When you hear yourself saying things like "this always happens" you should pause as it is likely driven by your brain's inherent fight or flight reaction; the natural threat response which is inflating the perceived frequency or severity. In that pause you need to learn to identify what is happening are thoughts which need to be assessed to decide if they are truth and reality. This process will assist you to stop the cycle of negative thoughts and move towards net positivity.
After taking pause to identify truth rather than fiction you need to help your brain learn what you want it to focus on so it does not continue to try to default to negativity.
As with breaking any habit, once achieved it become your new habit; the way you do things. As detailed in this Time article this will come naturally after some practice, but first you have to give your wandering brain a little help by consciously selecting something positive to think about. Any positive thought will do to refocus your brain’s attention. When things are going well, and your mood is good, this is relatively easy. When things are going poorly, and your mind is flooded with negative thoughts, this can be a challenge. In these moments, think about your day and identify one positive thing that happened, no matter how small. If you can’t think of something from the current day, reflect on the previous day or even the previous week. Or perhaps there is an exciting event you are looking forward to that you can focus your attention on.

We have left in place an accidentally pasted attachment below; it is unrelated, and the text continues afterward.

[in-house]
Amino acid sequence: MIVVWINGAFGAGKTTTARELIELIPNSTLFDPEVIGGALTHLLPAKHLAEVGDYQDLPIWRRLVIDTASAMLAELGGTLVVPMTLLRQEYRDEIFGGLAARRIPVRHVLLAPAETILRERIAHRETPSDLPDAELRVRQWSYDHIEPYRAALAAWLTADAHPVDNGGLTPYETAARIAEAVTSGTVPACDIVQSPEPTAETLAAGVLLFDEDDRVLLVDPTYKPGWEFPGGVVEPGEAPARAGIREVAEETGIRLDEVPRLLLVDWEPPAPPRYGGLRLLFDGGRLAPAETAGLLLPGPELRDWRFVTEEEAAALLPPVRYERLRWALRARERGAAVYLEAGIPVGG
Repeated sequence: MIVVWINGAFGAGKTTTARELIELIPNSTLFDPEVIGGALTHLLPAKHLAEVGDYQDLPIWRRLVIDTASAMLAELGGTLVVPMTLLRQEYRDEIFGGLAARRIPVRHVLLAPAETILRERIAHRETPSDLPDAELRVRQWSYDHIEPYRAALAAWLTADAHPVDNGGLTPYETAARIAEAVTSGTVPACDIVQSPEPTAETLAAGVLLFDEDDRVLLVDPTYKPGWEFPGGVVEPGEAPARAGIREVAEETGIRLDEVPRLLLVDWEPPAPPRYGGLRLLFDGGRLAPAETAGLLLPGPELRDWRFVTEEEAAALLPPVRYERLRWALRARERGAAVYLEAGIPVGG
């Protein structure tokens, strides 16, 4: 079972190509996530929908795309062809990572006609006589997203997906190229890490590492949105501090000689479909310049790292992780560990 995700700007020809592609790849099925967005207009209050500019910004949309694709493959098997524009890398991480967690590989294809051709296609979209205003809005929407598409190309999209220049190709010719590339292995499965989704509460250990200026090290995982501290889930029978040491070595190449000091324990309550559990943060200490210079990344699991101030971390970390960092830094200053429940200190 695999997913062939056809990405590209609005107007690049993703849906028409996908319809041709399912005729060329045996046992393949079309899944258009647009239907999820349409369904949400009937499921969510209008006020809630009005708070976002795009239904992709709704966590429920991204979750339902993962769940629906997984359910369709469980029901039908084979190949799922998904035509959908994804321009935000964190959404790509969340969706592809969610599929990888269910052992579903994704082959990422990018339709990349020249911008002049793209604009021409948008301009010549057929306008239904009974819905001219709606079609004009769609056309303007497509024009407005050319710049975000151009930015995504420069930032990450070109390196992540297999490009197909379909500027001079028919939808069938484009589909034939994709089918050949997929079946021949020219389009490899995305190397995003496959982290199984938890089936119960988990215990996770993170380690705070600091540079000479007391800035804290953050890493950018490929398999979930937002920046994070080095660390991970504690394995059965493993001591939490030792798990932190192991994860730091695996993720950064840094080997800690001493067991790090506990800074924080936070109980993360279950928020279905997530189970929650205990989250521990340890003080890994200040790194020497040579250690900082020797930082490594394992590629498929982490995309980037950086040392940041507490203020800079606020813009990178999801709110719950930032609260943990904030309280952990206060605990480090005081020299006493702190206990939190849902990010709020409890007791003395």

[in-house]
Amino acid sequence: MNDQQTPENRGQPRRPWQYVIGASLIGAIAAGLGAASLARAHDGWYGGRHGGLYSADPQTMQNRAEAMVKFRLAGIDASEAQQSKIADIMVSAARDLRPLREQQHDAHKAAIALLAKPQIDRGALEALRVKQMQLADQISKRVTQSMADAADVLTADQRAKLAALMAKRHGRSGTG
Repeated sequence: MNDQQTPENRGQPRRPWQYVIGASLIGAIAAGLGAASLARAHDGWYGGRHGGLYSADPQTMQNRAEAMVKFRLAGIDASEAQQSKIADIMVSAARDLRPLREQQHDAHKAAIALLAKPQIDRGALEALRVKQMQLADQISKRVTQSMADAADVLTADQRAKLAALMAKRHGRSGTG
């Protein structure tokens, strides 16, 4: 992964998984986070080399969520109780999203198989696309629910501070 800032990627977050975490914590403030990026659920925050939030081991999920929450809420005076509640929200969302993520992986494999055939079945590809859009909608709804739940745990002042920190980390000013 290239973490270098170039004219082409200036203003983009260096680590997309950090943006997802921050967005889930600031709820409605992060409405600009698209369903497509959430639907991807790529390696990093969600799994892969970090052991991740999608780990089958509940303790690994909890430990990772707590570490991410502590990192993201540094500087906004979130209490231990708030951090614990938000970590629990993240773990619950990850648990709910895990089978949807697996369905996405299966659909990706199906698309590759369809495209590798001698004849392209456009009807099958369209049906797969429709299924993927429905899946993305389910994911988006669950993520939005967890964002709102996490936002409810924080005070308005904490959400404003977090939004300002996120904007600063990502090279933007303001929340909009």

The goal of step two is to give your brain a new focus point so it does not default back to negativity. In step one we learnt to pause to slow the negative momentum and separate truth from fiction. So we do not end up back in negativity our brain needs a new focus point. Each time you start dwelling on the negative you need to draw your focus back to the positive your identified. We must replace the negative with a positive. No doubt at time you may find this difficult. If that occurs repeat step one; write down the negative thoughts to discredit their validity, and then allow yourself to freely enjoy positive thoughts.